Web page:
How To Digipeat

Issue

how do you digipeat? I've tried to understand it by googling it over the past year or so, but I still don't get it much. Most tutorials explain about setting it up, but with HTs. I am running a home station only, with the rig connected to a PC. From what I understand you need to use the program UISS then. From this amsat-bb post

Environment

  • Satellite APRS digipeater
  • home station

Resolution

There are several answers on this amsat-bb thread. Here is an extensive one from Scott, K4KDR:

Like any digital mode, 1200 or 9600 packet requires several things to work
together using the correct settings. This might run a little long, but
I'll be glad to outline them.

But first, one helpful thing to remember is that you want to treat the
uplink & downlink as completely separate affairs. Depending on the
satellite, the uplink and downlink might find you using different bands,
different radios, different antennas, different software… at a MINIMUM
you'll be using different RF frequencies even if it's a simplex packet
digipeater since the doppler compensation will be opposite for up -vs-
down. (caveat - on 2m normal FM you can get by with sitting on one freq)
To me it's always made sense to verify that you're 100% good to go on the
downlink, then set yourself up for the uplink.

So, if anyone wants to read on, here are the things to consider.

RF: you'll need to know what the uplink & downlink RF frequencies are and
if either is in the 70cm band, doppler compensation is mandatory. Here's a
tip: several of the newer sats are using NARROW-FM… even if you're
working on 2 meters, doppler compensation to/from a narrow-band satellite
radio is making a huge difference in my experience. CAT control your radio
if possible; if not, then pre-program 5 memory channels the way most people
have their FM radios setup for voice satellite work.

MOD/DEMOD: your radio needs to have a connection to your computer where
you run software set to decode the type of modulation in use by the
satellite. On Windows, the various UZ7HO Soundmodem versions provide
perhaps the easiest interface to work with. Direwolf is an option on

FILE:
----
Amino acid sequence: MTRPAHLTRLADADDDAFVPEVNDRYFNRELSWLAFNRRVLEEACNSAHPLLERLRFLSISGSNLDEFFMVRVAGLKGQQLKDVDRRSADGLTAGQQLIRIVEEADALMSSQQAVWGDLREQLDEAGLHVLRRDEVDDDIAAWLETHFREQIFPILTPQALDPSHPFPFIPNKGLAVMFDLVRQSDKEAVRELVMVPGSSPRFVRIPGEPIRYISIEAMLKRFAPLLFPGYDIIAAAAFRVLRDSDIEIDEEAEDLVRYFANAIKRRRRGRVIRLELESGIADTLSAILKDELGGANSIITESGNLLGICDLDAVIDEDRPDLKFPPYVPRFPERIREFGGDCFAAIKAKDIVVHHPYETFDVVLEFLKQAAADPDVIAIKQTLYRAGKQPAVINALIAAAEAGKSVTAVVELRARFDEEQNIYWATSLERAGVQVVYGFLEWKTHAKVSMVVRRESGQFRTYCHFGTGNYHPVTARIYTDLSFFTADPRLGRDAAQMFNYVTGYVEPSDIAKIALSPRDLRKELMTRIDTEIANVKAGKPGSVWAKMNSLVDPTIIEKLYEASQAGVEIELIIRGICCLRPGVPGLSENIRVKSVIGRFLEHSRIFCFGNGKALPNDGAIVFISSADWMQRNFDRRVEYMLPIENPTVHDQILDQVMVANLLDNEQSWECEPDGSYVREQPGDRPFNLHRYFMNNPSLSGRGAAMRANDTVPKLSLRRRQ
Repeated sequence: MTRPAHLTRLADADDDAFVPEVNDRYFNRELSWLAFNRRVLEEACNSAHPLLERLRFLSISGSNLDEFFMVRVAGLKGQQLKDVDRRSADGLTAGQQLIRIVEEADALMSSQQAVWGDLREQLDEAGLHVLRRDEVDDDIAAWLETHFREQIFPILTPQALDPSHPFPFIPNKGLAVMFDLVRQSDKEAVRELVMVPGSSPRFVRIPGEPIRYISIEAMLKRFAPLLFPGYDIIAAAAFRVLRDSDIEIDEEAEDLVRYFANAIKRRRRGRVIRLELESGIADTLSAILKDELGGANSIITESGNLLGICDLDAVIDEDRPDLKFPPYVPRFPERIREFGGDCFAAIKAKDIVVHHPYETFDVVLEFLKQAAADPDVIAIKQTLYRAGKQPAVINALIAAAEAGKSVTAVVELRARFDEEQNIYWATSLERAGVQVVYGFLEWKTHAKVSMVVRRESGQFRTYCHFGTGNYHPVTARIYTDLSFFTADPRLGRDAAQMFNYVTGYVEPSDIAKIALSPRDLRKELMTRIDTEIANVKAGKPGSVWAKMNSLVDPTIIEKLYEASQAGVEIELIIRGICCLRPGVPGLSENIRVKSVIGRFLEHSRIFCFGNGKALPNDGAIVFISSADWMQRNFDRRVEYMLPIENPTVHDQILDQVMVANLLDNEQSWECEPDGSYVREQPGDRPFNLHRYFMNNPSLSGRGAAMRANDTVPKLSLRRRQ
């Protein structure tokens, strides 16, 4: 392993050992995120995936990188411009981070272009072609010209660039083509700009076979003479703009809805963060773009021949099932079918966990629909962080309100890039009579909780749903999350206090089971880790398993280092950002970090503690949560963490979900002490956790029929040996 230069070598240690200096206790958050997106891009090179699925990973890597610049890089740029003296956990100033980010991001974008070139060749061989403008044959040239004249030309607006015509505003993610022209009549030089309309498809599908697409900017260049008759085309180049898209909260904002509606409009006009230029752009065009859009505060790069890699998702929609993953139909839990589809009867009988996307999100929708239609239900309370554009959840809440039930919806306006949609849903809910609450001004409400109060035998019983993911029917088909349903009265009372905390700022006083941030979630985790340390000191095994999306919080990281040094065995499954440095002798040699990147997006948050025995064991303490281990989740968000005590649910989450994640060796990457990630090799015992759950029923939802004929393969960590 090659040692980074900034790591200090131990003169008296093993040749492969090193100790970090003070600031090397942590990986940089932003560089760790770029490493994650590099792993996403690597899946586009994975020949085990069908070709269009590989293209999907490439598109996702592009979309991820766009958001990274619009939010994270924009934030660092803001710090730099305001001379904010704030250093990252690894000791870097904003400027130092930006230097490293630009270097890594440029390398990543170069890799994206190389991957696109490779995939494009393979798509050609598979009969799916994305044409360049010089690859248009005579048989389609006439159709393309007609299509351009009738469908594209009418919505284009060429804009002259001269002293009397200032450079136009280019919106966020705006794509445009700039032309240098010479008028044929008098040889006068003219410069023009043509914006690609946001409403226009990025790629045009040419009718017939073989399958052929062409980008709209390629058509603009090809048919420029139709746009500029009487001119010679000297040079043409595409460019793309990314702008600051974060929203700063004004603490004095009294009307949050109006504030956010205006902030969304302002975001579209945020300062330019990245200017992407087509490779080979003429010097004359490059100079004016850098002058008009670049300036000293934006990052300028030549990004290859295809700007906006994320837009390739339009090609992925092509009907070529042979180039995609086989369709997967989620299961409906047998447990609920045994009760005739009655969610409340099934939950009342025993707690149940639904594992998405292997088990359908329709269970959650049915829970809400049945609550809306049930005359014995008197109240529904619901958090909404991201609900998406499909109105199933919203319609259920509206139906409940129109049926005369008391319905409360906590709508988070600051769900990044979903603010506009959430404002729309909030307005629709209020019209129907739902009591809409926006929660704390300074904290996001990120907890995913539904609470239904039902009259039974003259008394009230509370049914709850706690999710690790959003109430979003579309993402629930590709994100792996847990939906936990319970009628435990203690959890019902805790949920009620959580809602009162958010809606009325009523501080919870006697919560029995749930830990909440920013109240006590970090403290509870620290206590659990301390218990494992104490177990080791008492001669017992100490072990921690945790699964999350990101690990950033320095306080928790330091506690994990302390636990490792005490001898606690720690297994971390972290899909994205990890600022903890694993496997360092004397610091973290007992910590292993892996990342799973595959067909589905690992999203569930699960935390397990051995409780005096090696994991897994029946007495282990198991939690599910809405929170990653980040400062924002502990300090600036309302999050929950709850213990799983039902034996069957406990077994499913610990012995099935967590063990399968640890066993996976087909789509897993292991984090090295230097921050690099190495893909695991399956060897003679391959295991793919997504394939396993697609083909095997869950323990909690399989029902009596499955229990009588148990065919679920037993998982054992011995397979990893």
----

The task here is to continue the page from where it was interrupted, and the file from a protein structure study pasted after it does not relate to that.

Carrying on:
Windows, too, and by-the-way makes for a very easy to use iGate utility
running off to the side of your screen. On linux, Direwolf is the most
popular option to my knowledge. On either platform, of course we have to
find out from the satellite documentation what settings are required. A
critical note that often prevents success on rates above 1200 baud is that
beyond that speed we need more audio bandwidth than is normally available
for general listening. So, whether you're using a "real" radio or an SDR,
good rules of thumb are 3KHz of audio bandwidth for 1200 baud and 15KHz of
audio bandwidth for the higher rates. On modern radios, that means using a
connection to the radio's "DATA" port for rates above 1200. My TM-V71A,
for example, also has a menu option to switch between 1200 & 9600 - very
important!

USER INTERFACE: as you mentioned, the UISS software is a great tool to use
as the interface when sending/receiving the packet modes. It communicates
with UZ7HO Soundmodem or Direwolf to send/receive data to/from the
satellite. But what to transmit? We need that info from the satellite
documentation. The "TO" is most often "CQ", but read everything you can
find about the satellite in question to be sure. (hint: monitor the
downlink & see what others are using!) The "VIA" can be confusing because
many sats will respond to more than one name. It all comes down to the
documentation - historically the 1200 baud APRS sats will answer to "ARISS"
which is handy… you don't have to change all your settings between
satellites. FalconSat-3 is different; we use "PFS3-1" when transmitting to
FS-3. "If" there actually is an active digipeater on BugSat-1, the team
has instructed us to use "LU7AA" as the call sign to access that satellite.
(I've tried BugSat-1 twice now but at the time of this post, have not had
any success) As for the payload text to transmit, UISS helps a lot (for
APRS sats) by guiding us into sending properly formatted 'TEXT',
'POSITION', and 'MESSAGE' type APRS packets. Monitoring the downlink and
seeing what message types others are having success with is helpful here.
Heck, everything I do on the sats is a copy-cat of the operating techniques
used by the operators that you see post repeatedly here, on Twitter,
QRZ.com, and elsewhere. A huge 'thank-you' to all who share how-to info!

So, aside from individual considerations that are unique to particular
satellites (FS-3 is cross-band full-duplex, for example), that is an
overview. If anyone has read this far, you have my sympathy. I just
wanted to spell out what is common knowledge to most here on the chance
that one item might ring a bell and answer a question for you. If the ISS
or either of the PSAT digipeaters would come back online, that would make
it a lot easier to practice with these modes. As of the date I'm typing
this, all we have active over my location in the U.S. are AISAT-1 (1200
narrow-FM) & FS-3 (9600).

Good luck!

-Scott, K4KDR

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